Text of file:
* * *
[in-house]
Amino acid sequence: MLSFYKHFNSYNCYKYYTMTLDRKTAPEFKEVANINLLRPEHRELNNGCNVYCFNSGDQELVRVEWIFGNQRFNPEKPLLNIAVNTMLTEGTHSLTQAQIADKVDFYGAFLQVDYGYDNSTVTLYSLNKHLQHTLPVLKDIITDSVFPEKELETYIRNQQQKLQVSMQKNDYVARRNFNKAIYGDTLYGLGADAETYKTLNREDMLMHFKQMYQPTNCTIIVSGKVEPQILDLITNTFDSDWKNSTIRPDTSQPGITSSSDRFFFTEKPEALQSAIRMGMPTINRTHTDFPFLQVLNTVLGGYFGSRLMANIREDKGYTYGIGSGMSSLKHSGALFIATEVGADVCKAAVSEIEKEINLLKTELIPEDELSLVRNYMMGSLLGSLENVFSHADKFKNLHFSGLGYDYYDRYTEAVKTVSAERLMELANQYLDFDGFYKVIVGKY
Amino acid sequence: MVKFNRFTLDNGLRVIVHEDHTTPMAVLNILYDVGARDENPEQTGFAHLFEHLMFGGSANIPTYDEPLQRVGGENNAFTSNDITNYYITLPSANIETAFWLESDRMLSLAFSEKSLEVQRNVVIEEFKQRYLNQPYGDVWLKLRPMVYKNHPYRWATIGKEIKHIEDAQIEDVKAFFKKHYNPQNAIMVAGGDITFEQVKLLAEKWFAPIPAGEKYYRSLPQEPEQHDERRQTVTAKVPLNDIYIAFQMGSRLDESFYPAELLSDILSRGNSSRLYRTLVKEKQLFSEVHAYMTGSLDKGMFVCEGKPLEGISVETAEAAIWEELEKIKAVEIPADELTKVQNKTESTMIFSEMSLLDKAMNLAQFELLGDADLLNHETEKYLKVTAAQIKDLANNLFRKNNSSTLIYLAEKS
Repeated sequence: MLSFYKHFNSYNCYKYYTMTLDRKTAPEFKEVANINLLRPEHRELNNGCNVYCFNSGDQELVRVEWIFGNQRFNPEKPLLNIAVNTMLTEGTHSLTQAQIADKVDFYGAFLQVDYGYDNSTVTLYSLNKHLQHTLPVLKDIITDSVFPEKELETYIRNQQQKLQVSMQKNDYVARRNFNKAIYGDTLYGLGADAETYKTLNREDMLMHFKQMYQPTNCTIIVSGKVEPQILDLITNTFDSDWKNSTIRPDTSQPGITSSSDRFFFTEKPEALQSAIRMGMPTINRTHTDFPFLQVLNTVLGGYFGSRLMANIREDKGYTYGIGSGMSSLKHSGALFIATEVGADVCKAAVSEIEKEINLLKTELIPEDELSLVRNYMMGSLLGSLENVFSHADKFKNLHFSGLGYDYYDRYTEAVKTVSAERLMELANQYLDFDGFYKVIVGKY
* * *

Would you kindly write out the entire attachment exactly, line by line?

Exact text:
[in-house]
Amino acid sequence: MLSFYKHFNSYNCYKYYTMTLDRKTAPEFKEVANINLLRPEHRELNNGCNVYCFNSGDQELVRVEWIFGNQRFNPEKPLLNIAVNTMLTEGTHSLTQAQIADKVDFYGAFLQVDYGYDNSTVTLYSLNKHLQHTLPVLKDIITDSVFPEKELETYIRNQQQKLQVSMQKNDYVARRNFNKAIYGDTLYGLGADAETYKTLNREDMLMHFKQMYQPTNCTIIVSGKVEPQILDLITNTFDSDWKNSTIRPDTSQPGITSSSDRFFFTEKPEALQSAIRMGMPTINRTHTDFPFLQVLNTVLGGYFGSRLMANIREDKGYTYGIGSGMSSLKHSGALFIATEVGADVCKAAVSEIEKEINLLKTELIPEDELSLVRNYMMGSLLGSLENVFSHADKFKNLHFSGLGYDYYDRYTEAVKTVSAERLMELANQYLDFDGFYKVIVGKY
Amino acid sequence: MVKFNRFTLDNGLRVIVHEDHTTPMAVLNILYDVGARDENPEQTGFAHLFEHLMFGGSANIPTYDEPLQRVGGENNAFTSNDITNYYITLPSANIETAFWLESDRMLSLAFSEKSLEVQRNVVIEEFKQRYLNQPYGDVWLKLRPMVYKNHPYRWATIGKEIKHIEDAQIEDVKAFFKKHYNPQNAIMVAGGDITFEQVKLLAEKWFAPIPAGEKYYRSLPQEPEQHDERRQTVTAKVPLNDIYIAFQMGSRLDESFYPAELLSDILSRGNSSRLYRTLVKEKQLFSEVHAYMTGSLDKGMFVCEGKPLEGISVETAEAAIWEELEKIKAVEIPADELTKVQNKTESTMIFSEMSLLDKAMNLAQFELLGDADLLNHETEKYLKVTAAQIKDLANNLFRKNNSSTLIYLAEKS
Repeated sequence: MLSFYKHFNSYNCYKYYTMTLDRKTAPEFKEVANINLLRPEHRELNNGCNVYCFNSGDQELVRVEWIFGNQRFNPEKPLLNIAVNTMLTEGTHSLTQAQIADKVDFYGAFLQVDYGYDNSTVTLYSLNKHLQHTLPVLKDIITDSVFPEKELETYIRNQQQKLQVSMQKNDYVARRNFNKAIYGDTLYGLGADAETYKTLNREDMLMHFKQMYQPTNCTIIVSGKVEPQILDLITNTFDSDWKNSTIRPDTSQPGITSSSDRFFFTEKPEALQSAIRMGMPTINRTHTDFPFLQVLNTVLGGYFGSRLMANIREDKGYTYGIGSGMSSLKHSGALFIATEVGADVCKAAVSEIEKEINLLKTELIPEDELSLVRNYMMGSLLGSLENVFSHADKFKNLHFSGLGYDYYDRYTEAVKTVSAERLMELANQYLDFDGFYKVIVGKY